9. Jan 20, 2017 #8
    I believe it's been answered, thanks. Except for two stars in the constellation of Taurus, there are none.
     
  10. Jan 20, 2017 #9

    Vanadium 50

    User Avatar
    Staff Emeritus
    Science Advisor
    Education Advisor

    Who said that? I challenge you to find that in this thread anywhere.
     
  11. Jan 20, 2017 #10

    Vanadium 50

    User Avatar
    Staff Emeritus
    Science Advisor
    Education Advisor

    That drawing looks more like Taurus the Bunny than Taurus the Bull. Where did you find it?
     
  12. Jan 20, 2017 #11

    davenn

    User Avatar
    Science Advisor
    Gold Member

    hahaha it's the skylore art that's in the Stellarium astro program

    ohhh and upside down as it's my view from the southern hemisphere


    D
     
  13. Jan 20, 2017 #12

    phyzguy

    User Avatar
    Science Advisor

    How did you conclude that??? What about the two I pointed out in Ursa Major? This was after about 5 minutes of searching. You've looked through all 88 constellations and confirmed there are no more?
     
  14. Jan 20, 2017 #13

    Chronos

    User Avatar
    Science Advisor
    Gold Member

    While the angular spread is a bit wide, four of the brightest stars in the big dipper [UMa] are very nearly the exact same distance from earth; Alioth, Mezak, Mizar and Phedca all between 77- 80 light years. The same is true for Rasalhague and Sabik in Ophiuchus at 46-48 light years. And 2 of the 10 brightest stars in the night sky, Sirius and Procyon, are among our nearest neighbors at 8.6 and 11 light years, although technically in adjacent constellations.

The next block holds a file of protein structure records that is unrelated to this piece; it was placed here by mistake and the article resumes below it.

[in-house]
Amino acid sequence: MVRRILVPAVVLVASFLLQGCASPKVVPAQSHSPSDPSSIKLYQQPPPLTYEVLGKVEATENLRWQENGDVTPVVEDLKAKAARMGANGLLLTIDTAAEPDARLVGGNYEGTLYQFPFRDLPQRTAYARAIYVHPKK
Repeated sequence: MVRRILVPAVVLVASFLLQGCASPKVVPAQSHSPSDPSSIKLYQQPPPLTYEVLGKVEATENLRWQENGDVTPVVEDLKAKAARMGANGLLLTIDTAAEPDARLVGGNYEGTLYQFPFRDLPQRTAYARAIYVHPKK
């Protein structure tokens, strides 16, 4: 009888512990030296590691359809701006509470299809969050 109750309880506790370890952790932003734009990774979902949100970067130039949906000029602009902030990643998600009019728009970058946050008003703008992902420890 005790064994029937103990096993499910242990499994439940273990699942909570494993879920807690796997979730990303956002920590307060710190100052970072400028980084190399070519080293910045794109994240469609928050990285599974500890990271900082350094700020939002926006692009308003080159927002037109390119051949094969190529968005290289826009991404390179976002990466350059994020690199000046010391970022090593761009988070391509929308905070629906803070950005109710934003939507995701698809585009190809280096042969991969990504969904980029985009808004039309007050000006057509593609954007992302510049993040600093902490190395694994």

Last edited: Jan 20, 2017
  15. Jan 21, 2017 #14

    Vanadium 50

    User Avatar
    Staff Emeritus
    Science Advisor
    Education Advisor

    The average constellation extends about 12 degrees from its center point. That means any pair of stars closer than 10 light years away and more than about 50 light years out has a good chance of ending up in the same constellation.
     
  16. Jan 21, 2017 #15

    davenn

    User Avatar
    Science Advisor
    Gold Member

    you do understand he is talking about distance from each other .... not common distance from earth ?
     
  17. Jan 21, 2017 #16

    Vanadium 50

    User Avatar
    Staff Emeritus
    Science Advisor
    Education Advisor

    Yes. Two stars that are 10 light years from each other AND at least 50 light years from earth will have a good chance of being in the same constellation. That's just geometry.
     
  18. Jan 22, 2017 #17

    Chronos

    User Avatar
    Science Advisor
    Gold Member

    Yes, I realize that and already acknowledged the angular separation of the stars I listed puts them at a distance from each other that likely exceeds 10 light years. That does not change the fact they are within 10 light yeas of the same distance from earth. The stars in UMa mentioned belong to a cluster known as the UMa moving group and are no more than 30 light years distant from their nearest neighbor in that group.
     
Know someone interested in this topic? Share this thread via Reddit, Google+, Twitter, or Facebook

Have something to add?
Draft saved Draft deleted